2 FTSE 100 stocks I’ll avoid like the plague in April!

These FTSE 100 stocks have been firm favourites with UK and foreign investors for years. But our writer thinks they could prove to be expensive traps.

| More on:
Middle-aged white man pulling an aggrieved face while looking at a screen

Image source: Getty Images

When investing, your capital is at risk. The value of your investments can go down as well as up and you may get back less than you put in.

Read More

The content of this article is provided for information purposes only and is not intended to be, nor does it constitute, any form of personal advice. Investments in a currency other than sterling are exposed to currency exchange risk. Currency exchange rates are constantly changing, which may affect the value of the investment in sterling terms. You could lose money in sterling even if the stock price rises in the currency of origin. Stocks listed on overseas exchanges may be subject to additional dealing and exchange rate charges, and may have other tax implications, and may not provide the same, or any, regulatory protection as in the UK.

You’re reading a free article with opinions that may differ from The Motley Fool’s Premium Investing Services. Become a Motley Fool member today to get instant access to our top analyst recommendations, in-depth research, investing resources, and more. Learn More.

Demand for FTSE 100 stocks is heating up rapidly. I’m not surprised at this given the cheapness of many UK blue-chip shares compared with overseas stocks.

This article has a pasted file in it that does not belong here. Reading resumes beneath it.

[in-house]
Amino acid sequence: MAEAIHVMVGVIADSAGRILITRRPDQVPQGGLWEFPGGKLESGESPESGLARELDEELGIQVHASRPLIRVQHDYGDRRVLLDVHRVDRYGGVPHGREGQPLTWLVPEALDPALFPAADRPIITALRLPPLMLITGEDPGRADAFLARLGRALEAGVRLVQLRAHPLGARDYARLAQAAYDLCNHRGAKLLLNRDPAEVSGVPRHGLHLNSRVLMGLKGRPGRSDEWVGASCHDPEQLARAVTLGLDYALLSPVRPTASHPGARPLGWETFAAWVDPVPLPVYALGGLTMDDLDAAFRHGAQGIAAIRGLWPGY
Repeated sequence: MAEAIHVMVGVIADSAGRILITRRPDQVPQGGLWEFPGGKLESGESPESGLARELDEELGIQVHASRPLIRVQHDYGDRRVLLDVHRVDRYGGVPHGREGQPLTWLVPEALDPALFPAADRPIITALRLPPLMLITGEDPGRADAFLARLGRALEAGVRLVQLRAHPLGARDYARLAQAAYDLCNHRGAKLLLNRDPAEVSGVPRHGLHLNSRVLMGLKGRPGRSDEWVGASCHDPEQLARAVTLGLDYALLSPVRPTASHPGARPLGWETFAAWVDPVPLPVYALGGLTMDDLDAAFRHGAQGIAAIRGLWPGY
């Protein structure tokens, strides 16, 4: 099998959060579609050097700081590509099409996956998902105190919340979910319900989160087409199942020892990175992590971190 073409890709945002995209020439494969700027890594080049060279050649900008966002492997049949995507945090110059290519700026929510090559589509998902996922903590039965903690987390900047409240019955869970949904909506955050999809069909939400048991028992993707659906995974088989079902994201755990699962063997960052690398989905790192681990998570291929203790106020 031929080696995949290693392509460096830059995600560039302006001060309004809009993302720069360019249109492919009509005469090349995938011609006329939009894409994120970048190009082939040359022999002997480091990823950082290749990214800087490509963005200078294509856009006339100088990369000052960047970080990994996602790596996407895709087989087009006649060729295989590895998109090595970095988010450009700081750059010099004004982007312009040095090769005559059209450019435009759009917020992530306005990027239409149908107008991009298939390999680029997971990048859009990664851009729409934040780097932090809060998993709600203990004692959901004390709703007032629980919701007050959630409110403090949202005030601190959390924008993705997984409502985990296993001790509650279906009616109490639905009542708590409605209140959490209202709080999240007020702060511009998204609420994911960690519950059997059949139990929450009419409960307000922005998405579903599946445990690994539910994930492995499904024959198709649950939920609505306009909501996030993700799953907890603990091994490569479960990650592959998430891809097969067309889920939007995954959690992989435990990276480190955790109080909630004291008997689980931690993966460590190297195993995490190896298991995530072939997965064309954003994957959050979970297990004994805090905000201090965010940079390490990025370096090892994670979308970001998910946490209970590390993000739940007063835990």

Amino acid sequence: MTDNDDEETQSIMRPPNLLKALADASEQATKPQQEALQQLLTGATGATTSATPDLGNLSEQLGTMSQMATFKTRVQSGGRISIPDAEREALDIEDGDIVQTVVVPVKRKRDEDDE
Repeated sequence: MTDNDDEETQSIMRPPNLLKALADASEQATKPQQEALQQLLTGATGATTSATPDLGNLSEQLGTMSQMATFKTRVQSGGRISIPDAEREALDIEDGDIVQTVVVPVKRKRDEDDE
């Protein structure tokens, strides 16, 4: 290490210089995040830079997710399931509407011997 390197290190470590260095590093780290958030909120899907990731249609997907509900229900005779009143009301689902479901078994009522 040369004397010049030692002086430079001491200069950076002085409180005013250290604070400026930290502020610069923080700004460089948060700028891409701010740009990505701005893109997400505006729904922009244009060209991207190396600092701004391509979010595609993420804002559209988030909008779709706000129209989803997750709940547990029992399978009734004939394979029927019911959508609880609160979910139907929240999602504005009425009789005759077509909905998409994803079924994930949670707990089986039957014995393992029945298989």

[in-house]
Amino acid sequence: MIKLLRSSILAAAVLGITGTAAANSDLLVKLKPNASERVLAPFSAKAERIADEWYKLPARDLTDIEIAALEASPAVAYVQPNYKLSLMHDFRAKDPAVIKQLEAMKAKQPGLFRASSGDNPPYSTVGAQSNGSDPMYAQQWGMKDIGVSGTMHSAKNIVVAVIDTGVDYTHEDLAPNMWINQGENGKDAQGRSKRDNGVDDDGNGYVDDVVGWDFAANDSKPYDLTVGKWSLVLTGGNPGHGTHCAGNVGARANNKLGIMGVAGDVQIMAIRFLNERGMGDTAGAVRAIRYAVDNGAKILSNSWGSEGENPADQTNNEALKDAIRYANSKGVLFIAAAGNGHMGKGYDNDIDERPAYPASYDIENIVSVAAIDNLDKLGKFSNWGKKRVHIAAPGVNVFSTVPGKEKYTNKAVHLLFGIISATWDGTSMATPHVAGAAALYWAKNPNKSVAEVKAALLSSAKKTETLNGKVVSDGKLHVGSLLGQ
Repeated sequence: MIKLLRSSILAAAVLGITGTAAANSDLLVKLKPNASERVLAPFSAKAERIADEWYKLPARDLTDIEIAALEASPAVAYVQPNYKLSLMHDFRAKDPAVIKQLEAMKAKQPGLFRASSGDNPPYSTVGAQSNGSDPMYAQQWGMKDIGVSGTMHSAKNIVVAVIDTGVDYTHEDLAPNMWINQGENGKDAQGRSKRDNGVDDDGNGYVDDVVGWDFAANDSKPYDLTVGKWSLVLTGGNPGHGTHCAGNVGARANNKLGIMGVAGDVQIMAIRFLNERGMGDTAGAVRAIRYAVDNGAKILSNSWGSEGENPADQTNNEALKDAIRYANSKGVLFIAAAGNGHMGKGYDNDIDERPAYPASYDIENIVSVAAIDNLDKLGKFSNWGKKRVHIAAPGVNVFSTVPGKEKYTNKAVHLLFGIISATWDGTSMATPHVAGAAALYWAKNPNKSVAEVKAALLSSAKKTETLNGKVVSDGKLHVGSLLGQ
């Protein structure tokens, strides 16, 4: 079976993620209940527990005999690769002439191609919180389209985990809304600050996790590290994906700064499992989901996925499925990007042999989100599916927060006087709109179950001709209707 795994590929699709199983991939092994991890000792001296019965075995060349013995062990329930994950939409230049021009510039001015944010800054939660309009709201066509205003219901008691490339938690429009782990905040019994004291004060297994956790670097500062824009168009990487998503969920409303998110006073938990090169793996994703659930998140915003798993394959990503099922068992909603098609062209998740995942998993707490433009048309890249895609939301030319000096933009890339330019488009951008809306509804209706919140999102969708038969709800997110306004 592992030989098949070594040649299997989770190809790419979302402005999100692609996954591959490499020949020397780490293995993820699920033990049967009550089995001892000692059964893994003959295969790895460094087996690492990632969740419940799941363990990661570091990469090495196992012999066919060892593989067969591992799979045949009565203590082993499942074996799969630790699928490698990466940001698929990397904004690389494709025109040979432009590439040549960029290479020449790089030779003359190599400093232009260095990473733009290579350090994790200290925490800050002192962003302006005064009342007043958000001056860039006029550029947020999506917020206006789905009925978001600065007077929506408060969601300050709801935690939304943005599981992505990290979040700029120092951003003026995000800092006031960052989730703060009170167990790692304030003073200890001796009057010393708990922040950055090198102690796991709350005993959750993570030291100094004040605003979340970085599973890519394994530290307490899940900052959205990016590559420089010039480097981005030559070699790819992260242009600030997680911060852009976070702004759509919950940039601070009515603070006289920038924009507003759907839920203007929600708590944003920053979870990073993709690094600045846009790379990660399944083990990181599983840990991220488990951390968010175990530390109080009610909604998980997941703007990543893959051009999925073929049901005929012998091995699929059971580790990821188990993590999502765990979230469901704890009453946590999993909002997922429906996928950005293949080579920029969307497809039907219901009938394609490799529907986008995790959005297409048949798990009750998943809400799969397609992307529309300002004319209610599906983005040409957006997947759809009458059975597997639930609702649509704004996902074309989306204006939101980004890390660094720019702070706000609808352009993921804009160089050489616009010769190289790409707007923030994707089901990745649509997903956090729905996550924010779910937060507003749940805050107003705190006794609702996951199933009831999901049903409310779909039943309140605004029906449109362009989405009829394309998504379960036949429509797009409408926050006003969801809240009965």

But there are certain Footsie companies I wouldn’t touch with a bargepole. Here are two I won’t be adding to my stocks portfolio this month.

Tesco

Amid an uncertain outlook for the UK economy, investing in food retailers and producers could be considered a good idea. Volumes at the likes of Tesco (LSE:TSCO) remain broadly unchanged at all points of the economic cycle.

But I’m staying clear of this ‘Big Four’ supermarket as competition in this famously cut-throat industry becomes ever tougher.

Established retailers like this are being left behind as their rivals double down on slashing prices. Kantar Worldpanel data shows that rival Ocado‘s sales rose 9.5% in the last 12 weeks thanks to a voucher-led sales campaign. This was well ahead of Tesco’s 5.8%.

The trouble is that Tesco needs to get down in the mud and keep aggressively cutting prices to support volumes. And even as it does this, the business still faces immense pressures as value-led Aldi and Lidl rapidly expand their store estates. It’s hard to see how the company can significantly improve its ultra-low profits margins (which stood at 4.4% on an adjusted basis in the six months to August).

Low margins leave profits highly sensitive to cost pressures, and significantly limit the chances of healthy earnings growth.

Today, Tesco shares trade on a forward price-to-earnings (P/E) ratio of 11.8 times. This is ahead of the FTSE’s average of 10.5 times, and a figure I find hard to justify given the grocer’s unappealing growth outlook.

British American Tobacco

I’m also happy to avoid British American Tobacco (LSE:BATS) shares, even though on paper they seem to offer spectacular value.

The tobacco titan trades on a forward P/E ratio of 6.5 times. And its corresponding dividend yield stands at a whopping 10%.

BATS’ low valuation reflects sinking market confidence in the cigarette industry as consumer tastes rapidly change. Its share price has fallen 26% since 2019, and I can’t envisage it breaking out of this downtrend.